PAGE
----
TRINUS
2019.09.10
Mercari President Koizumi × TRINUS CEO Satō Interview
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Mercari as listed in June 2018 in the fifth year since its establishment, continues to launch new services one after another without stop. Mercari, inc. President Mr Koizumi and our CEO Satō engaged in conversation, revealing that they share common roots, having started their careers at Daiwa Securities at the same time. Being acquaintances for 20 years, the two comrades engaged in a heated discussion regarding their businesses and their aspirations for the future.

Unexpected Common Grounds between TRINUS and Mercari

As TRINUS’ speciality lies in bringing the most value out of intangible “skills, techniques and technologies”, I’d like to ask what are your opinions on “Japanese Technology”? I would like to hear from both sides, what your views Japanese Technology are.

SatōWith regards to technology, I think there there’s a lot which goes to waste. I have heard from many companies that it’s common for there to be a mismatch between what the research department focuses on, and what the company’s business department focuses on. There are cases where technologies with potential are buried away because the company’s business model doesn’t know how to incorporate those ideas. However, looking at these technologies from another industry and as a third party, it is possible to realise their true potential.

For example, our company helped a material called “MAPKA” find a new lease of life. MAPKA is a new material derived from recycled paper which is used as a plastic substitute. Though it is commonly used in food containers and as a building material, viewed from the eyes of a designer, it could be transformed to make a product such as the “Flower Pencil HANA”. Just by changing the perspective a little, it was possible to breathe new life to an underutilised technology, create a whole new sense of value.

KoizumiFrom the point of view of “Finding new value”, I think value changes with respect to situation and environment. For example, under the scorching heat of the summer sun, you’d be happy to spend 200 yen to drink a glass of ice-cold water right? However, if it was a cold winter’s day you wouldn’t want it right? In this way, value varies greatly depending on the circumstances.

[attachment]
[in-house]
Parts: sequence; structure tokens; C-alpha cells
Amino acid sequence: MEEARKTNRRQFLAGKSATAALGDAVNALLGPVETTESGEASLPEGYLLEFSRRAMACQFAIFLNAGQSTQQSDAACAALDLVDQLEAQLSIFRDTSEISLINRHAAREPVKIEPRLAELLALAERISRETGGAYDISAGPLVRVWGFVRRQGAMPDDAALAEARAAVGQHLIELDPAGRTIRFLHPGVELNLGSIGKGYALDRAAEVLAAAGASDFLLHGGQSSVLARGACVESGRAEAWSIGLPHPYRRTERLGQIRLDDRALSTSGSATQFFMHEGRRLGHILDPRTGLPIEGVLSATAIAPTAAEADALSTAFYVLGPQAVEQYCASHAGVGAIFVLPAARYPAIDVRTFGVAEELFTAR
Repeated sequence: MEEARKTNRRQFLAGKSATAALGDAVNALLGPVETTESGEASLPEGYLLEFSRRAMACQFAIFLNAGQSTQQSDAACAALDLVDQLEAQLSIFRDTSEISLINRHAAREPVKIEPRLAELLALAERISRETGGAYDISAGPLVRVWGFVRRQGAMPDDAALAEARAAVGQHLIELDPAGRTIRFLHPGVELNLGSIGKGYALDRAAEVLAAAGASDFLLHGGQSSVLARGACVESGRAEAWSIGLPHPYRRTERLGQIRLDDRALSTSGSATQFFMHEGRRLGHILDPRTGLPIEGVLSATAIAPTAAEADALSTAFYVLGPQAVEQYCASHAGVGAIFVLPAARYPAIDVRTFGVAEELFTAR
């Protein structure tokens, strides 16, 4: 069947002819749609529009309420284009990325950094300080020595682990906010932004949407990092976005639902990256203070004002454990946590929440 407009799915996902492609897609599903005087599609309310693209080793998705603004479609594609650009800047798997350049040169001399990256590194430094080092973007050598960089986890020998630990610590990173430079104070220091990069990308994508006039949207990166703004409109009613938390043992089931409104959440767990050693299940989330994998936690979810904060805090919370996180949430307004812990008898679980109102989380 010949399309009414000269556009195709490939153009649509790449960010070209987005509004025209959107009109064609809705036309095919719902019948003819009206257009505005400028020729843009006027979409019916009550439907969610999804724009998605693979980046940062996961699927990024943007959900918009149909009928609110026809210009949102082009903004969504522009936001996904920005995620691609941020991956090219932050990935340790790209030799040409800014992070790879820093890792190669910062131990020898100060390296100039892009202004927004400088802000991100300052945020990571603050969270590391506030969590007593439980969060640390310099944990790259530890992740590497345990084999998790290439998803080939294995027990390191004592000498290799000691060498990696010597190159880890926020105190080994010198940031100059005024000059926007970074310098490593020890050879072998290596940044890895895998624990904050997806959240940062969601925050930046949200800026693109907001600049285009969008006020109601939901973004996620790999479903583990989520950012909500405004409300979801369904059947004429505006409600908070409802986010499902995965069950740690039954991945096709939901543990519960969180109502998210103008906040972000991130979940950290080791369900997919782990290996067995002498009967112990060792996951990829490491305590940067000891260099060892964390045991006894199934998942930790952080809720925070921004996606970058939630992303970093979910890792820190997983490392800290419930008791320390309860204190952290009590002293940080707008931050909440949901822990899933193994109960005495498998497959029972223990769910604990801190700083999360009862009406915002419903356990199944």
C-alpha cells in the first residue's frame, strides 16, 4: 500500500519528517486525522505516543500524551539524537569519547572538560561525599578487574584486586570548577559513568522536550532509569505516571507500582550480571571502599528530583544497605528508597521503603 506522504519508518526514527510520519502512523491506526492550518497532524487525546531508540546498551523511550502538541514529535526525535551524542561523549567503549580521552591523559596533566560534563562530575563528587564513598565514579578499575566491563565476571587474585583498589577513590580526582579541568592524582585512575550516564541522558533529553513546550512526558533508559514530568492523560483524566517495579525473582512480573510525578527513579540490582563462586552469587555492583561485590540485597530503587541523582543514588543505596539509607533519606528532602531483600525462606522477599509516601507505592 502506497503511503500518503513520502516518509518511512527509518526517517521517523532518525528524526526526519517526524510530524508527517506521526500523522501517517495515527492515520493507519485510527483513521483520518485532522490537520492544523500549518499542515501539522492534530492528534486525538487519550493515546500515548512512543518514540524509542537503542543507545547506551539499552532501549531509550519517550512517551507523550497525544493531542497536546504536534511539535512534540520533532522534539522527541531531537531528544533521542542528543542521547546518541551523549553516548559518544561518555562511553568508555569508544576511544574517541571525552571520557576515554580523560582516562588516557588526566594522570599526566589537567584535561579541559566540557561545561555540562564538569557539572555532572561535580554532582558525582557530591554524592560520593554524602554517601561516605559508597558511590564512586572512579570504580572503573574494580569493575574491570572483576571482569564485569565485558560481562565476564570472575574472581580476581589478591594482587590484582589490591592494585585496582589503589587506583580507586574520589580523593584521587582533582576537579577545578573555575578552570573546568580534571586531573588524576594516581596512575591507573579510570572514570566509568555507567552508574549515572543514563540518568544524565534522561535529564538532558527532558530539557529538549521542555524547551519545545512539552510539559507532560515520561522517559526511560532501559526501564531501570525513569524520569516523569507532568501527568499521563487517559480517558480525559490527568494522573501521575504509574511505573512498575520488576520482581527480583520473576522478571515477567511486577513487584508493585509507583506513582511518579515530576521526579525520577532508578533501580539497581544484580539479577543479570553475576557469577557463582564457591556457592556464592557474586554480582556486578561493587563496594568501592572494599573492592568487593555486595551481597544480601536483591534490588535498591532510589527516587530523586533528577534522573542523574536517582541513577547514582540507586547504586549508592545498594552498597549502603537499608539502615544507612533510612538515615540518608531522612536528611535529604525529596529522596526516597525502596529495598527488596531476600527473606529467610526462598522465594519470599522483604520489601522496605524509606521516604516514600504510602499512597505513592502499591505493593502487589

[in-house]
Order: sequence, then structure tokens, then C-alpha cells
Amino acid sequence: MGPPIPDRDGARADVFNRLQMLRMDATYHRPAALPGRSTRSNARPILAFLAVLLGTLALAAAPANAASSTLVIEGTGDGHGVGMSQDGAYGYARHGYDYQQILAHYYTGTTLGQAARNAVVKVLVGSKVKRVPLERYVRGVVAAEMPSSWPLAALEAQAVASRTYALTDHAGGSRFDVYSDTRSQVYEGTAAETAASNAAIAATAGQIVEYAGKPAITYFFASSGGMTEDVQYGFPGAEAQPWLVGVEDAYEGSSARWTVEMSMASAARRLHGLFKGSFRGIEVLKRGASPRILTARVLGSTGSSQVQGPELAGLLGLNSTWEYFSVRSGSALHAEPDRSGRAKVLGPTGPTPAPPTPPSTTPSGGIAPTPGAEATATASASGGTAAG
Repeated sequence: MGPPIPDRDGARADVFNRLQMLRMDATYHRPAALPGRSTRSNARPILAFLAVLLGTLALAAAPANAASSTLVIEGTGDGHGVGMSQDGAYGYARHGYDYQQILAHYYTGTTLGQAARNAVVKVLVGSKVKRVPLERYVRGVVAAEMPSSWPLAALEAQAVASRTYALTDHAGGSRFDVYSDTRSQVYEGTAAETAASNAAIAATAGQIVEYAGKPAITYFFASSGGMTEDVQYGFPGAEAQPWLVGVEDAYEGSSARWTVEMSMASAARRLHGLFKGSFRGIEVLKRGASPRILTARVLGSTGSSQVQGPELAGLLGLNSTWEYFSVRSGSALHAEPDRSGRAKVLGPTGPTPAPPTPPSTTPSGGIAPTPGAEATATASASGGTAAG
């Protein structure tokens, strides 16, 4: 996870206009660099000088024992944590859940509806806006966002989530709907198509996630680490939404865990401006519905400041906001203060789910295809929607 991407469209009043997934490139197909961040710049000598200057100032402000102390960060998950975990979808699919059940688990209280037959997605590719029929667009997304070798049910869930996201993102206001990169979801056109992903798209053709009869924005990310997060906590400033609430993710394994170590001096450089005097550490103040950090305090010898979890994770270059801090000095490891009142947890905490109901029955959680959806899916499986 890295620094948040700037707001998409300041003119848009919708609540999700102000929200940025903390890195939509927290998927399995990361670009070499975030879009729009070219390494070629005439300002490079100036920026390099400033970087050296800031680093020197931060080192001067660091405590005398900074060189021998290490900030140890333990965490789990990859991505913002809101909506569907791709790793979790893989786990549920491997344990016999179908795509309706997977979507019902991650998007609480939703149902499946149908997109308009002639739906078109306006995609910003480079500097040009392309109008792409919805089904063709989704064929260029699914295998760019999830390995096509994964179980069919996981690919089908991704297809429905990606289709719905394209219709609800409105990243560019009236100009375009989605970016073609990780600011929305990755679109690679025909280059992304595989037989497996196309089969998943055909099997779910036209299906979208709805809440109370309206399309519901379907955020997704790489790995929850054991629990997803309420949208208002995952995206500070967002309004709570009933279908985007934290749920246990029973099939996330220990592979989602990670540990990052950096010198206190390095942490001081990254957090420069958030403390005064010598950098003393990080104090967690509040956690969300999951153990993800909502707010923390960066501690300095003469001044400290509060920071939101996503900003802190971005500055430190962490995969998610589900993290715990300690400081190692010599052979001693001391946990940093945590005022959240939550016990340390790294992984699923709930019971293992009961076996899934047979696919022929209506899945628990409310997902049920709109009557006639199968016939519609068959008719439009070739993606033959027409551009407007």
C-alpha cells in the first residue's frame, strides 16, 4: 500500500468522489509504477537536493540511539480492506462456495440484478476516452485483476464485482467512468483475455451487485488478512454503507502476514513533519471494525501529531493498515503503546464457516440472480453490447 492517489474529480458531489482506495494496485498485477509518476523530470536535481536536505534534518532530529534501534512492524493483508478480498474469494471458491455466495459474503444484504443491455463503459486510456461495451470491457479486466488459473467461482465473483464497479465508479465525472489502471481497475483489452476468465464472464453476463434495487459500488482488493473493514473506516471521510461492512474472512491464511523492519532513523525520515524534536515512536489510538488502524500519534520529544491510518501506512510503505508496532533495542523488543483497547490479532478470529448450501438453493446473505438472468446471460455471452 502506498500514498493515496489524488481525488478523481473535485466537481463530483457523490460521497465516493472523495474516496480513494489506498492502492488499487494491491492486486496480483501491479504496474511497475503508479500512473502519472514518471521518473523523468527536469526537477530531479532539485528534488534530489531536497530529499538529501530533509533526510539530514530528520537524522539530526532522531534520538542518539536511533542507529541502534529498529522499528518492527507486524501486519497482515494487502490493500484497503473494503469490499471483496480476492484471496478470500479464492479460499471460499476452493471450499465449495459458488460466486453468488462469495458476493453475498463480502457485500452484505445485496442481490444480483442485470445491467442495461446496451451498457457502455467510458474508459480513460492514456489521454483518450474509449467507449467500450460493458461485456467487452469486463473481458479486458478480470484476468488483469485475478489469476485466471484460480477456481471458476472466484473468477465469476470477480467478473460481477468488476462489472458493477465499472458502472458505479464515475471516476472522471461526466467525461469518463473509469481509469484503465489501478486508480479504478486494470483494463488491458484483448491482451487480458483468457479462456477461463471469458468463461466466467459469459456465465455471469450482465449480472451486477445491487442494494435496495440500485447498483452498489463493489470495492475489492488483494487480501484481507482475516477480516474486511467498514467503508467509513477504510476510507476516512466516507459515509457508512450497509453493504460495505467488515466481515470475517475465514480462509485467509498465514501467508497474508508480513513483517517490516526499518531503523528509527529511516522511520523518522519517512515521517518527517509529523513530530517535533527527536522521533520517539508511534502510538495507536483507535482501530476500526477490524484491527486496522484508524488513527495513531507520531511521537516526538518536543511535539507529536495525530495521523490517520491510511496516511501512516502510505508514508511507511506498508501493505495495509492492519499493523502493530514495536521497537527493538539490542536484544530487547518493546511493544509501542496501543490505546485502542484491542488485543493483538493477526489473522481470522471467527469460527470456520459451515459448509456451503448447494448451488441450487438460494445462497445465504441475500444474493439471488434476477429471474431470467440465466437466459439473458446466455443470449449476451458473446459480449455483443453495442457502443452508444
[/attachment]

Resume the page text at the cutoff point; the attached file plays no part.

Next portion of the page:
Taking this into account, we at Mercari provide a marketplace where our customers can buy and sell whatever they want. I also believe that modern technology can be used to match products and services, giving them new value to prevent them from being buried in a sea of redundancy.

SatōWhat a great summary! (laughter). Though from a different perspective, TRINUS’ business model aims to realise new value similarly. For example, we took a dormant technology from Sapporo Beer and published it on our platform. This allowed for a designer from Toyama Prefecture to come up with a design, which is soon to become a brand new product to show the world. Using our platform we aim to bring together technology, creators, and users to bring new value to the world. Though the things that we deal with are different, I think that our company thinks about ‘value’ in a similar way to Mercari.

インタビュー風景

The things people yearn for in a global society where uniformity and discontinuity are advancing

How do you think Japanese services are perceived across the world?

KoizumiAren’t we free to export and provide services abroad? Whether or not they’ll be accepted is a different matter though.
Recently I’ve felt that people’s lives around the world are becoming more and more similar, for better or worse. The world is becoming a little more boring, as people live ‘cookie-cutter lives’. Don’t you think that the people who live in Tokyo, New York, and Paris lives similar lives? In the morning, they buy Starbucks coffee, consume the same sort of social media and news… people’s lives are becoming more or less the same. Amongst this wave of globalisation with similar sorts of products and services, I think our lives are becoming more immobilised as they are surrounded by the same old infrastructure.

Based on this wave of global ‘uniformization’I think it has become easier to deliver services across the world. However, in this case it just becomes a battle of capital power. In order to get as much publicity on GAFA, effort is placed into existing services and infrastructure, leaving no room for startups to emerge.